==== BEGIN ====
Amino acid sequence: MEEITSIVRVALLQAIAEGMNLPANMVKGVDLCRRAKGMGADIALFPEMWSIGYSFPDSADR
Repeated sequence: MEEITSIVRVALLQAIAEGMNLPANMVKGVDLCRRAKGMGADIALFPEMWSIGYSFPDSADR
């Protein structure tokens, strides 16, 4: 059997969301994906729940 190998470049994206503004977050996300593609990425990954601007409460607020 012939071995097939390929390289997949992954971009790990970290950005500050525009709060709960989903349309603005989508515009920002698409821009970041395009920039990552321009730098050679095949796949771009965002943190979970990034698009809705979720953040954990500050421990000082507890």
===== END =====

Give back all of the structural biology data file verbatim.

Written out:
Amino acid sequence: MEEITSIVRVALLQAIAEGMNLPANMVKGVDLCRRAKGMGADIALFPEMWSIGYSFPDSADR
Repeated sequence: MEEITSIVRVALLQAIAEGMNLPANMVKGVDLCRRAKGMGADIALFPEMWSIGYSFPDSADR
């Protein structure tokens, strides 16, 4: 059997969301994906729940 190998470049994206503004977050996300593609990425990954601007409460607020 012939071995097939390929390289997949992954971009790990970290950005500050525009709060709960989903349309603005989508515009920002698409821009970041395009920039990552321009730098050679095949796949771009965002943190979970990034698009809705979720953040954990500050421990000082507890």